Guyana must not go down this road. Political leaders must earn the trust of the people. With big businesses increasingly establishing a footprint in Guyana, the threat of corporatocracy is evident. When Nigel Hughes sees no conflict of interest in his service to EXXON, while positioning himself as a candidate for the presidency of Guyana, he increases the risk of corporatocracy exponentially in Guyana. When he insists he does not have to disconnect from being a lawyer who represents the biggest company operating in Guyana today, and one of the top five corporations in the world, he refuses to accept a norm of integrity: either he follows his dream of being a political leader, a president-in-waiting, representing the interests of the people, or he represents big corporations. Doing both betrays accountability and transparency. He sees no conflict in representing the interests of one of the icons of global capitalism while at the same time assuming leadership of a political party vying to be in Government. For him, at this time, the interest of EXXON and Big Oil are more important than the interest of Guyana.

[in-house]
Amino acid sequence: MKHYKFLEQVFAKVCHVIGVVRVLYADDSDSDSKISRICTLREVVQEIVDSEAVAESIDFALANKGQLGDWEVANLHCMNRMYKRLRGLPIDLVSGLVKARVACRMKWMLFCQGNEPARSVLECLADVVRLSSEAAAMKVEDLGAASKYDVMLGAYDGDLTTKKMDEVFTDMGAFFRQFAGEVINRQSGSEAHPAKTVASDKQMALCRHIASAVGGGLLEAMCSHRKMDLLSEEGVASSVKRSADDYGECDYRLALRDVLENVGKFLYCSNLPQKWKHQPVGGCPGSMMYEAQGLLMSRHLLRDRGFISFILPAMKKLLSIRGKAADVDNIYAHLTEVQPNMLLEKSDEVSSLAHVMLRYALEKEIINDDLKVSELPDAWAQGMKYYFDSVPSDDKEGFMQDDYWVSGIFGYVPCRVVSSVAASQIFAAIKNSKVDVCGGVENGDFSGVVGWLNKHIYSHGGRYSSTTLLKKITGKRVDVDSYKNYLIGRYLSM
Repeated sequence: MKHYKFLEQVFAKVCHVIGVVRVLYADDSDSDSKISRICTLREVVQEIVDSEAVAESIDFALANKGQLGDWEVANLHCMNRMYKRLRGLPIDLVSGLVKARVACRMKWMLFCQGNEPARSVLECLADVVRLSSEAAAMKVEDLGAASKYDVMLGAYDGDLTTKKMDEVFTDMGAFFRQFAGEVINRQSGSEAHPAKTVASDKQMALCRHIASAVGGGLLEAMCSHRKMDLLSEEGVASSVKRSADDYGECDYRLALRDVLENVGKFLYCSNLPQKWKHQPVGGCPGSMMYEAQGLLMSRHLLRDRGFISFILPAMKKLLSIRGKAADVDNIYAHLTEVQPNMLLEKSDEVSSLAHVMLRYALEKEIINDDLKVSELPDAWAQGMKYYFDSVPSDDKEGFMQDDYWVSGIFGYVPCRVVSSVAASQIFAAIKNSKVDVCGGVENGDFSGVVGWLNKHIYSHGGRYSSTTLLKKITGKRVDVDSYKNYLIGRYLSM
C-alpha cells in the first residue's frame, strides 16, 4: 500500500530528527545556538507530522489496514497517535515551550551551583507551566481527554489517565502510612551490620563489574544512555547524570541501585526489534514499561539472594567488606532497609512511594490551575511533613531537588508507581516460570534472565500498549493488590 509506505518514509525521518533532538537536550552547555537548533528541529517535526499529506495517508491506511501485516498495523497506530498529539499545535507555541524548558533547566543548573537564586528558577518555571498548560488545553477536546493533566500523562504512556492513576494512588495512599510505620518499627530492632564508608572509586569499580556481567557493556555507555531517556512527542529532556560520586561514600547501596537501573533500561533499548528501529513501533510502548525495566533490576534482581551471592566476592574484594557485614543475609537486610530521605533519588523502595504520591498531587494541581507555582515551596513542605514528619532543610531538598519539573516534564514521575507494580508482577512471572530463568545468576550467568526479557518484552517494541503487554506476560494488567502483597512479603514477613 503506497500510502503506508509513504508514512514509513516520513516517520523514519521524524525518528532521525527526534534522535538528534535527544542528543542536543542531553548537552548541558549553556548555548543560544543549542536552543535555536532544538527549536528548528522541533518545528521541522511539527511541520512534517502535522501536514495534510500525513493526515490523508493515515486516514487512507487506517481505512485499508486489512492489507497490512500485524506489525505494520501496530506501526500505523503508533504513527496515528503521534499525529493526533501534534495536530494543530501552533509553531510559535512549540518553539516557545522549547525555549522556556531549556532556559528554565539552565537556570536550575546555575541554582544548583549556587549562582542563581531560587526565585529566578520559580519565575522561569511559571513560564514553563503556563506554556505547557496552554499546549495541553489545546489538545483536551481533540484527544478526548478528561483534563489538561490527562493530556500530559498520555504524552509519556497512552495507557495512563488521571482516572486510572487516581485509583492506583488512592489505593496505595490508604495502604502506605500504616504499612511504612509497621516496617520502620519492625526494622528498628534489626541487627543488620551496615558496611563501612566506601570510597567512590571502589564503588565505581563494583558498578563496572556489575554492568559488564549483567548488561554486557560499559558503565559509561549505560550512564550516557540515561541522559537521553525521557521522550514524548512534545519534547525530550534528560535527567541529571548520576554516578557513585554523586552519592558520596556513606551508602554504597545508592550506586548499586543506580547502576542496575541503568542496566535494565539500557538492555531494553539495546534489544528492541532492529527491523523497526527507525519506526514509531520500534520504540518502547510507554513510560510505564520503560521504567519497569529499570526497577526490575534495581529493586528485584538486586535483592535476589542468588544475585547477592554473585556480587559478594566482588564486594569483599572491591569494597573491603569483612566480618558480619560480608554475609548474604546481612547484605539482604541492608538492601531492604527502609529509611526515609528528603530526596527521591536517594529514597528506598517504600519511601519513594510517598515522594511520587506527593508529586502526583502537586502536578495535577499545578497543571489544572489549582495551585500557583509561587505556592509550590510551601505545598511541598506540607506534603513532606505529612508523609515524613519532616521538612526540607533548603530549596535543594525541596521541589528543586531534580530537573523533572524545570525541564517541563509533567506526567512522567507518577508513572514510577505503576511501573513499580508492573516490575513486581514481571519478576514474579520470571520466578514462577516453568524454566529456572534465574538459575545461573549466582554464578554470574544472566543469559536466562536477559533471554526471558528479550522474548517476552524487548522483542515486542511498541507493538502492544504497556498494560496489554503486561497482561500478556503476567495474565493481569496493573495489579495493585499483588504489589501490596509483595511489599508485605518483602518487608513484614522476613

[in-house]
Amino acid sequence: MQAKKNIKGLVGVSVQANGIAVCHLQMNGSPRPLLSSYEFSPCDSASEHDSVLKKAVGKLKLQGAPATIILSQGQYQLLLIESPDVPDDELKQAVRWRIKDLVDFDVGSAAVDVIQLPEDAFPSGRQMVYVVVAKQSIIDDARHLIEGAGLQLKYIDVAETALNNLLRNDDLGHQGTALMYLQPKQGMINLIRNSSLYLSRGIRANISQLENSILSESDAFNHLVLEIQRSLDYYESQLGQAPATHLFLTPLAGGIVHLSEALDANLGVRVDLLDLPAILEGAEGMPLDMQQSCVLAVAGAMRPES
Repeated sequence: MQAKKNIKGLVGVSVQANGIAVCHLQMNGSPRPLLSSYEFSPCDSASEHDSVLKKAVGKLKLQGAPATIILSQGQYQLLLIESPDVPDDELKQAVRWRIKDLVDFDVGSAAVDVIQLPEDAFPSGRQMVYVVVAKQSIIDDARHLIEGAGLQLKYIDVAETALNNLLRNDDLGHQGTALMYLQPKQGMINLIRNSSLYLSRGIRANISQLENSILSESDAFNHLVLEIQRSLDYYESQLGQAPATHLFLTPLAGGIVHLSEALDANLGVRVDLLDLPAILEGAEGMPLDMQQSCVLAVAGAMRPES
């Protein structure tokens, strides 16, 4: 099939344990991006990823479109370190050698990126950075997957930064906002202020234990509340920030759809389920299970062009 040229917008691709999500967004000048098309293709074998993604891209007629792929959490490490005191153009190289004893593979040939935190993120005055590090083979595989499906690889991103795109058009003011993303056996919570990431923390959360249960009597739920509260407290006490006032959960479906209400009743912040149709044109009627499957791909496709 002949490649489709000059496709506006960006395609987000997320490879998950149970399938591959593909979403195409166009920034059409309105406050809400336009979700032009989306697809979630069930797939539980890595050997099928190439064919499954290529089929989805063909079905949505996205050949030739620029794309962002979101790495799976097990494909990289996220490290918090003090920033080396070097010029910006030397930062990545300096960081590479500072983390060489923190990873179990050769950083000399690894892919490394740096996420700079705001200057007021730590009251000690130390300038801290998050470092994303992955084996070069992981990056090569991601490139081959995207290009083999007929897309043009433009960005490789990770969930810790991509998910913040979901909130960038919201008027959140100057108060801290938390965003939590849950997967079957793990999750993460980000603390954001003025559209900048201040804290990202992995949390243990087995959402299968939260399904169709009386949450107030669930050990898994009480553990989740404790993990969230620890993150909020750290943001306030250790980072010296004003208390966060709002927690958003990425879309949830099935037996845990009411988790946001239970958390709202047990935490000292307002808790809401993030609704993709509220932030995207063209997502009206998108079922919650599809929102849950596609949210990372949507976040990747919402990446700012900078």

Guyana is a small country which, not so long ago, was a highly indebted poor country with one of the worst debt crises in the world. Guyana had a debt-to-GDP ratio of more than 800%, and debt servicing that was more than 150% of its total annual revenues. Guyana is today the country with the highest GDP growth rate for the last four years. It is expected to continue as one of the countries with the highest GDP growth rates for several years to come. Its physical and social infrastructure are changing at a dizzying pace, totally transforming the landscape. But at the same time, it is playing a pivotal and leading role in three of the global security initiatives – food security, energy security, and climate and environmental security.